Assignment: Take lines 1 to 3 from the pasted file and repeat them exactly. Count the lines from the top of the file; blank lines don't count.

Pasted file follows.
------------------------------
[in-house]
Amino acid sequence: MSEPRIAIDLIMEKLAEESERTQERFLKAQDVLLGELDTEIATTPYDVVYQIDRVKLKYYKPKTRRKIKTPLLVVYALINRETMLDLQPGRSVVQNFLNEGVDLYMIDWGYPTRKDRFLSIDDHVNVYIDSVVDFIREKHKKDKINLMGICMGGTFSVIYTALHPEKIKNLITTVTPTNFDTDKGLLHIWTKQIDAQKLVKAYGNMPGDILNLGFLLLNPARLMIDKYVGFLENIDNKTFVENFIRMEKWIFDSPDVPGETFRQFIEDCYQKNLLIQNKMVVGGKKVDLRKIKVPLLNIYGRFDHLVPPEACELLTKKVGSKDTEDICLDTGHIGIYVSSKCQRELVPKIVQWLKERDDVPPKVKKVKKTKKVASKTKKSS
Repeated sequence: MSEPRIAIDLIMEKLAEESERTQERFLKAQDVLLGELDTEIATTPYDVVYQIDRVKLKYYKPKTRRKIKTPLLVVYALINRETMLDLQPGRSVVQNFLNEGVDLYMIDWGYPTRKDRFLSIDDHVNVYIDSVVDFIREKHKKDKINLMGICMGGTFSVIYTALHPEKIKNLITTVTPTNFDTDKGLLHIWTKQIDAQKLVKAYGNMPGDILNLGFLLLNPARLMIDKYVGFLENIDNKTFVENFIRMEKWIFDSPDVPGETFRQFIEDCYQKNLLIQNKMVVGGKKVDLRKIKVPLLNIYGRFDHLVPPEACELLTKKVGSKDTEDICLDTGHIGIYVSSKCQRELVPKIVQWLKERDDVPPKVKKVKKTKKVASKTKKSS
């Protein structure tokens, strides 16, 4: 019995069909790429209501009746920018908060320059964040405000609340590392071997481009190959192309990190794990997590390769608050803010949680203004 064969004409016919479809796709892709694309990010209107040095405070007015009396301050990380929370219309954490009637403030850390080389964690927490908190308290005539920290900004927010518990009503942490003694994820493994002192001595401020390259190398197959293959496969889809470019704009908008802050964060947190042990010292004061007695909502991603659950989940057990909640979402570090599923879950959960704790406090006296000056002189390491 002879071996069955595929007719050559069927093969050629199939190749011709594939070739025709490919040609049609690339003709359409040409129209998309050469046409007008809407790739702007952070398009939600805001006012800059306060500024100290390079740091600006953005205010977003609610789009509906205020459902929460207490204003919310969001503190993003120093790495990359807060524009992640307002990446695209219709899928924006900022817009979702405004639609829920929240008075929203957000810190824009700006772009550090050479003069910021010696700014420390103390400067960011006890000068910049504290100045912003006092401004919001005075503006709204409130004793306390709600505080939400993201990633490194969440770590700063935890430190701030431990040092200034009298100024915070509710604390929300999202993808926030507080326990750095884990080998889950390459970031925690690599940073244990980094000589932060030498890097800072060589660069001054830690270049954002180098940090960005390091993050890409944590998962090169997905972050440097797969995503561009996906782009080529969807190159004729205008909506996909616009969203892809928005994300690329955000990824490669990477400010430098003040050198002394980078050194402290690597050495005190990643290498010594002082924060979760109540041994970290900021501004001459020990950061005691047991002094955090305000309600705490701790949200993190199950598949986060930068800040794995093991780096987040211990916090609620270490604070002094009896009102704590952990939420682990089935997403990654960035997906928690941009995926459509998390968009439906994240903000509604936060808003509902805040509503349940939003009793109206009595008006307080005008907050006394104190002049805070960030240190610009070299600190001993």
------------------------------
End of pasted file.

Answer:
[in-house]
Amino acid sequence: MSEPRIAIDLIMEKLAEESERTQERFLKAQDVLLGELDTEIATTPYDVVYQIDRVKLKYYKPKTRRKIKTPLLVVYALINRETMLDLQPGRSVVQNFLNEGVDLYMIDWGYPTRKDRFLSIDDHVNVYIDSVVDFIREKHKKDKINLMGICMGGTFSVIYTALHPEKIKNLITTVTPTNFDTDKGLLHIWTKQIDAQKLVKAYGNMPGDILNLGFLLLNPARLMIDKYVGFLENIDNKTFVENFIRMEKWIFDSPDVPGETFRQFIEDCYQKNLLIQNKMVVGGKKVDLRKIKVPLLNIYGRFDHLVPPEACELLTKKVGSKDTEDICLDTGHIGIYVSSKCQRELVPKIVQWLKERDDVPPKVKKVKKTKKVASKTKKSS
Repeated sequence: MSEPRIAIDLIMEKLAEESERTQERFLKAQDVLLGELDTEIATTPYDVVYQIDRVKLKYYKPKTRRKIKTPLLVVYALINRETMLDLQPGRSVVQNFLNEGVDLYMIDWGYPTRKDRFLSIDDHVNVYIDSVVDFIREKHKKDKINLMGICMGGTFSVIYTALHPEKIKNLITTVTPTNFDTDKGLLHIWTKQIDAQKLVKAYGNMPGDILNLGFLLLNPARLMIDKYVGFLENIDNKTFVENFIRMEKWIFDSPDVPGETFRQFIEDCYQKNLLIQNKMVVGGKKVDLRKIKVPLLNIYGRFDHLVPPEACELLTKKVGSKDTEDICLDTGHIGIYVSSKCQRELVPKIVQWLKERDDVPPKVKKVKKTKKVASKTKKSS